"There's been much more interest in small business and minority business" in the past 10 years, Mitchell said, displaying a contemplative frown. "Many of the members of Congress saw what was happening to small businesses in their districts" as far as regulations and economic conditions that hurt them.
One of his first acts as chairman will be to poll committee members on what they think should be done and then follow through on recommendations made at the White House Conference on Small Business last January.
"I don't see any attacks" on small business programs from the Reagan administration, Mitchell said. "I don't see this incoming administration attempting to demolish these programs, probably for political reasons."
Mitchell may have some demolition plans of his own. The Small Business Administration, recently wracked by scandal after scandal, needs to be tightened up, Mitchell said. But the congressman said he first wants to see what the Reagan administration wants to do with it.
For example, Mitchell said, "The SBA frequently says its bank participation loan program is excellent. What we hear around the country is it's not excellent."
Mitchell said he also would advocate "abandoning the usual political practice of placing people in the SBA as a matter of political patronage" and seek out people with business experience. "It's hard for people who've never been in business to understand how business works."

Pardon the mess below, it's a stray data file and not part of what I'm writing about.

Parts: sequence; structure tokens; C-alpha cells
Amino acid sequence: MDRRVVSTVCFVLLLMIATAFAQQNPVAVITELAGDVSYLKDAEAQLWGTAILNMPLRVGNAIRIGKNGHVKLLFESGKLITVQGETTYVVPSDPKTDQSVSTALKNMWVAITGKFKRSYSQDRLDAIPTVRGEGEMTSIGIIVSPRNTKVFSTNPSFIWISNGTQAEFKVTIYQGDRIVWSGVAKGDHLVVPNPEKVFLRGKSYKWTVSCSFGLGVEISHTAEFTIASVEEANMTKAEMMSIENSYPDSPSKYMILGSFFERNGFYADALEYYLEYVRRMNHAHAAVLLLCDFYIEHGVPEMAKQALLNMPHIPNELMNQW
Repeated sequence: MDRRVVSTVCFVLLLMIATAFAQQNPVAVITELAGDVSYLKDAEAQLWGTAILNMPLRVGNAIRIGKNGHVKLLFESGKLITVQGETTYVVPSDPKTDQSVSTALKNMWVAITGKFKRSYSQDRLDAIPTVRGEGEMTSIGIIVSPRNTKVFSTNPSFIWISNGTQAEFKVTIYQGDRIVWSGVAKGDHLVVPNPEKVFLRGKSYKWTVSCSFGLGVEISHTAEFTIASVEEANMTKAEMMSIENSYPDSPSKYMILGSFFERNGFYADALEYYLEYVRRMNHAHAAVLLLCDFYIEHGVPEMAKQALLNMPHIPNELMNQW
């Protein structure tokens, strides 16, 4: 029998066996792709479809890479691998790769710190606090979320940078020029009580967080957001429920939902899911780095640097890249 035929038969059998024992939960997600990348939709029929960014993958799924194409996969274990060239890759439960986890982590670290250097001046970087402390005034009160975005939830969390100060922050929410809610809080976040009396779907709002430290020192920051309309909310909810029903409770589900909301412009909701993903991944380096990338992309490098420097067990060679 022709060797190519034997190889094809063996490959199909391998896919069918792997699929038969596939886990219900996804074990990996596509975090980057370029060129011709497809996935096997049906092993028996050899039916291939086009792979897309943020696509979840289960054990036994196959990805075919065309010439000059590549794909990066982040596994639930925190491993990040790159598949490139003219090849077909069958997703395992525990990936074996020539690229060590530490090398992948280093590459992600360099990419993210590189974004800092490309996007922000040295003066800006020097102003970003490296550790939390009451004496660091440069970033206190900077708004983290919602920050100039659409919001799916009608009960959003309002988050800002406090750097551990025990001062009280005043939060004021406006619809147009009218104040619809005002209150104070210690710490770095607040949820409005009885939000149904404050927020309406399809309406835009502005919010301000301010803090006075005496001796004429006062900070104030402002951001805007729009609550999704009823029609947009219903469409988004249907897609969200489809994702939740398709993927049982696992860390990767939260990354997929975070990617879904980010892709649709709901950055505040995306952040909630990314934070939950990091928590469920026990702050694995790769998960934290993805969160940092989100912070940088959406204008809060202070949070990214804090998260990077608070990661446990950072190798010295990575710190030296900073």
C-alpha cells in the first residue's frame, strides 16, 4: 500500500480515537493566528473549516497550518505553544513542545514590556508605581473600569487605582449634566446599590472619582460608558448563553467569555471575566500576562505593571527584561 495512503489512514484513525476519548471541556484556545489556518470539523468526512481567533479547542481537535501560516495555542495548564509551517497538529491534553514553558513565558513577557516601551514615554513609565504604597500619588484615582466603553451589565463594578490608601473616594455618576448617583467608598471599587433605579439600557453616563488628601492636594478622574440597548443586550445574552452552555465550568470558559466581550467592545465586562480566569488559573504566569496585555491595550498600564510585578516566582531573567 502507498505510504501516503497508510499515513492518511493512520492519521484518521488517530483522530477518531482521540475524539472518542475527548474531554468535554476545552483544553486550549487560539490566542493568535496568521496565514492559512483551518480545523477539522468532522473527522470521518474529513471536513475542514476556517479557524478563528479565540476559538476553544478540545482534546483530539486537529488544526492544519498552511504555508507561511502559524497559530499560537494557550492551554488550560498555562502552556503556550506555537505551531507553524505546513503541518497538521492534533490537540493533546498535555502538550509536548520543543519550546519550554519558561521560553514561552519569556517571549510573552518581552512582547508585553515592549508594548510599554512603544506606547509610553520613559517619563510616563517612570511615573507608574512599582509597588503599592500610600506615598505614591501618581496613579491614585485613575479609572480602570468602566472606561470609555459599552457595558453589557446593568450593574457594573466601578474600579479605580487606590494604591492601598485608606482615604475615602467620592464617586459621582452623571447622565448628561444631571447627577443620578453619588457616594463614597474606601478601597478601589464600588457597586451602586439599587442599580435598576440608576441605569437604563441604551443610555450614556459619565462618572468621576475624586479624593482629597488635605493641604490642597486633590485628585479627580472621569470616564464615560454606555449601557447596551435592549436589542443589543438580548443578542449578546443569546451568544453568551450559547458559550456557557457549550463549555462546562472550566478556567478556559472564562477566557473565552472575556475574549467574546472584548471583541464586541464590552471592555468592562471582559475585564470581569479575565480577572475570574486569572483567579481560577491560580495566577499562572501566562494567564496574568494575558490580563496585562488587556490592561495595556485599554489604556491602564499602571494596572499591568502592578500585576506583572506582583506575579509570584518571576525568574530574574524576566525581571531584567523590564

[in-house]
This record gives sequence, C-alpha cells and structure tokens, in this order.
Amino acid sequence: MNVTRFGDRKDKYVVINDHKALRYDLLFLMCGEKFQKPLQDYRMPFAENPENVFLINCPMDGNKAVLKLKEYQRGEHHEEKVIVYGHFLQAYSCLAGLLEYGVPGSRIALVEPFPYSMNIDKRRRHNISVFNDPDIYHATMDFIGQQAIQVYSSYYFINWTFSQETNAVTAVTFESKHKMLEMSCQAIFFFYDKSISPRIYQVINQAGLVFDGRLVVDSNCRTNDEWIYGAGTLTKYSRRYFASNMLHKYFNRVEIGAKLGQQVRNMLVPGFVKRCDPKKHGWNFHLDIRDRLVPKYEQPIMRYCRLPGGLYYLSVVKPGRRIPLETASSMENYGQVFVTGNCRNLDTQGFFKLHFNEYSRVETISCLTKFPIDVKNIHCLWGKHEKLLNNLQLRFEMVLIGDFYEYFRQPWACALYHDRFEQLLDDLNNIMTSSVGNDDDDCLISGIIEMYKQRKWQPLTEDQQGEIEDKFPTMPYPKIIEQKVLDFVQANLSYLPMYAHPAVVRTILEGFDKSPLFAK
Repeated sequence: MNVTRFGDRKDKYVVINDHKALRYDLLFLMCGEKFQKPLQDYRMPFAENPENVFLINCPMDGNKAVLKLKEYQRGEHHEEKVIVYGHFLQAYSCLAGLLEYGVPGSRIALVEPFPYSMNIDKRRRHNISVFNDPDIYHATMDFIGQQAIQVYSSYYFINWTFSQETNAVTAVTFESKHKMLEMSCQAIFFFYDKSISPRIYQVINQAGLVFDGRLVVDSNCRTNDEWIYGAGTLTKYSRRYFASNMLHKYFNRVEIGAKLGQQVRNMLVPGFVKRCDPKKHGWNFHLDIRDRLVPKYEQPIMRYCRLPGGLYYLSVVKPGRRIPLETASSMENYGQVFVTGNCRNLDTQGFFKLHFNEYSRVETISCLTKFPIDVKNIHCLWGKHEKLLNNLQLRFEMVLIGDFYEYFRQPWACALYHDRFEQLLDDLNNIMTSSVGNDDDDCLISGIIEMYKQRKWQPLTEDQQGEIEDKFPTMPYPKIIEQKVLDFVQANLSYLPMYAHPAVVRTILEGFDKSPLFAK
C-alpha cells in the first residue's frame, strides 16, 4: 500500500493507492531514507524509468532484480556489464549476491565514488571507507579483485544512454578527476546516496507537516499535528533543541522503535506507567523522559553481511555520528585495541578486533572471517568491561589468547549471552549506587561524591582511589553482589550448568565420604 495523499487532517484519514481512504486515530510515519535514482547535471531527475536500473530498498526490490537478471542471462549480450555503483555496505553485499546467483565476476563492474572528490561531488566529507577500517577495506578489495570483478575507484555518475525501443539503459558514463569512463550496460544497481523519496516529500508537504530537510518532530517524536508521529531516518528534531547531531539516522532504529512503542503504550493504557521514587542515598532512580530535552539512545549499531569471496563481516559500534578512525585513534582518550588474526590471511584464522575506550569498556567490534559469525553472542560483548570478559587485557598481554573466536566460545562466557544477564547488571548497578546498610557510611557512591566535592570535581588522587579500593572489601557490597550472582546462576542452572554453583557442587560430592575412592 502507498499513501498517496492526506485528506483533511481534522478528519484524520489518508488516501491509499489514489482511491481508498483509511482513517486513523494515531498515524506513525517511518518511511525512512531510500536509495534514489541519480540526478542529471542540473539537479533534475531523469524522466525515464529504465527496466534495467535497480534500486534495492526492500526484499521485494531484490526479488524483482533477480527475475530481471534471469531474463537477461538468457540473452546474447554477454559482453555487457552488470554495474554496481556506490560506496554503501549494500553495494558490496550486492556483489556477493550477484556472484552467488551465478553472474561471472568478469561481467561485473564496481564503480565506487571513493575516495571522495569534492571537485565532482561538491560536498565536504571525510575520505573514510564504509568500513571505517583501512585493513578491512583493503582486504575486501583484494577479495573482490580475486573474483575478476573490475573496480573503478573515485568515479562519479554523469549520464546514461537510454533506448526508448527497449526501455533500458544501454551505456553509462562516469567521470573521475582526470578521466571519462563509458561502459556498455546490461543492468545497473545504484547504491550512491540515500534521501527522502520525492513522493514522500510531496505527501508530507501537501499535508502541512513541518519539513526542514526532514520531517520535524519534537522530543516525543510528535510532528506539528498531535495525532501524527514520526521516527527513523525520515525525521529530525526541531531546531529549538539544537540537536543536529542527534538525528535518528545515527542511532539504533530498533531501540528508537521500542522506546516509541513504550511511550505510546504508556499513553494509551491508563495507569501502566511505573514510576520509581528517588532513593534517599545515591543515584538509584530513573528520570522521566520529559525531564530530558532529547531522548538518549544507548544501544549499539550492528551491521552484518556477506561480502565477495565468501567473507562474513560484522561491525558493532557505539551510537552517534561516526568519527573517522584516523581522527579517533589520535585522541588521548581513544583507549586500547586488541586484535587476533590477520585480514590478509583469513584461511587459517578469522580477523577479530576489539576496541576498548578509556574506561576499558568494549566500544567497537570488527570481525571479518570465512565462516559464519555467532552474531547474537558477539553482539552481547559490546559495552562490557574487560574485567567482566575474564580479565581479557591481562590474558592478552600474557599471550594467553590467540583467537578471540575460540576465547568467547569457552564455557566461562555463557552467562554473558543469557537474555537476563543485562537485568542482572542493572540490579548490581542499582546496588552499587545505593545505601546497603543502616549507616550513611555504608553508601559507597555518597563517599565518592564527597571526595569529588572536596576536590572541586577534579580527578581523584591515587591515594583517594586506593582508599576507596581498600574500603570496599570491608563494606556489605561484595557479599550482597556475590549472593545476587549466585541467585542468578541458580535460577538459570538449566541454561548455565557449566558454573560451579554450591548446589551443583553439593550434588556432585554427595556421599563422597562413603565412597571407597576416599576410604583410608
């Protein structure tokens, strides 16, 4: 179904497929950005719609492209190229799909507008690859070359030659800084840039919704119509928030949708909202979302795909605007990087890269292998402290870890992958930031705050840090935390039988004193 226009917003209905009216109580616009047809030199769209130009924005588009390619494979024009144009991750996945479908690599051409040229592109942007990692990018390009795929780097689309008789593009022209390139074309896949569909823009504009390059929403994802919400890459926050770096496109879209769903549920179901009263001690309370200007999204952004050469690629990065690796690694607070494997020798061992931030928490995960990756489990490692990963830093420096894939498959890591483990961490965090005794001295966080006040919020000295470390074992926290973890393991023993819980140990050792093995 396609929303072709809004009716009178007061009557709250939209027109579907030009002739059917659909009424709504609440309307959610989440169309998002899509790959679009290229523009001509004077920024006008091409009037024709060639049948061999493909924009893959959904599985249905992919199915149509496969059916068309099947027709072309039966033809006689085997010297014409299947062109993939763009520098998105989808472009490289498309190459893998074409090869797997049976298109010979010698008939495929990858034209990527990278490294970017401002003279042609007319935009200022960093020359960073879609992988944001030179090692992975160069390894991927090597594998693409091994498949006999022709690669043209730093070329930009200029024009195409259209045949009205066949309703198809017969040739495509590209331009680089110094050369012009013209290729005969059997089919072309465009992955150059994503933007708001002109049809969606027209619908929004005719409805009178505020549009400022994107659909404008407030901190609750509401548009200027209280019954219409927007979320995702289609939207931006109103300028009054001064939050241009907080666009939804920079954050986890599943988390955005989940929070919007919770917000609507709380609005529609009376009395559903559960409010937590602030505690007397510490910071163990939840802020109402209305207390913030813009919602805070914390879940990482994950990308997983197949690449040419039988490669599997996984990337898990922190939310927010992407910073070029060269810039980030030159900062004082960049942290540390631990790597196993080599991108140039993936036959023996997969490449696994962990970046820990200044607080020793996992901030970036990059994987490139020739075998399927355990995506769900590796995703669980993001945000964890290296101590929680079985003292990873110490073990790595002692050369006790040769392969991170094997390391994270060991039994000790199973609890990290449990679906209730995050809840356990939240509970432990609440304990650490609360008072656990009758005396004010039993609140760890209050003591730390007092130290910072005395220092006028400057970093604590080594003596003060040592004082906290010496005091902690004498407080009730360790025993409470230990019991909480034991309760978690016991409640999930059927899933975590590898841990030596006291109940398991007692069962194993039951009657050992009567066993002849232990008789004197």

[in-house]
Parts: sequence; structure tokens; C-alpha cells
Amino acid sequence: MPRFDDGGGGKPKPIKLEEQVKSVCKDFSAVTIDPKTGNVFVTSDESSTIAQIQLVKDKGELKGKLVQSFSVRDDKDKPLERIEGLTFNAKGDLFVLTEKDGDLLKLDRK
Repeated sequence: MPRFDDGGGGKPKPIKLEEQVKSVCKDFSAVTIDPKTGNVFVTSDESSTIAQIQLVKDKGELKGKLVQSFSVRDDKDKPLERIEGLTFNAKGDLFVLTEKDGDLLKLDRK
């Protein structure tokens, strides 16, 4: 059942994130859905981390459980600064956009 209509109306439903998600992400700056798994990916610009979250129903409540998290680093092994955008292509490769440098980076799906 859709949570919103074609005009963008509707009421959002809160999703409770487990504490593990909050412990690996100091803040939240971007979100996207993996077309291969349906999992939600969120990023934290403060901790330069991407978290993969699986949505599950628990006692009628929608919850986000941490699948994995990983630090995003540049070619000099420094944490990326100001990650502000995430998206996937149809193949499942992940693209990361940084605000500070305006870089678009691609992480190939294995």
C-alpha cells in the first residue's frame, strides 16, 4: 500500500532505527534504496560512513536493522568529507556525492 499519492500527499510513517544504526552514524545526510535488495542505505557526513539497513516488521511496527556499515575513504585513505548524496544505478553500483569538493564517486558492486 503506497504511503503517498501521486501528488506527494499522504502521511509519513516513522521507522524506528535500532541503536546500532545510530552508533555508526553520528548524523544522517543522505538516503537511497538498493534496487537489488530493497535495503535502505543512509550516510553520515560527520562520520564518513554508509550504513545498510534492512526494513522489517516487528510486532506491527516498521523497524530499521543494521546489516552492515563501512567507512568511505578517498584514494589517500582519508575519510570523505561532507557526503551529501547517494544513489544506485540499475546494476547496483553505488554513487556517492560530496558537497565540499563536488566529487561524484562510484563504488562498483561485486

Mitchell said he also hopes to meet quarterly with representatives of all the major small business trade associations and attempt to hold hearings frequently around the country to get views from outside Washington.
For example, Mitchell said he sent one of his staff members to an SBA district office in Louisiana because an SBA official said the office didn't give out direct loans to small businesses, which is contrary to the agency's policies. "There's a great deal of ignorance and confusion about the whole small business program," Mitchell said.
Mitchell also said he will try to encourage small businesses to move into exporting to help them create more jobs for the unemployed and to determine what aid they need during times of economic uncertainty.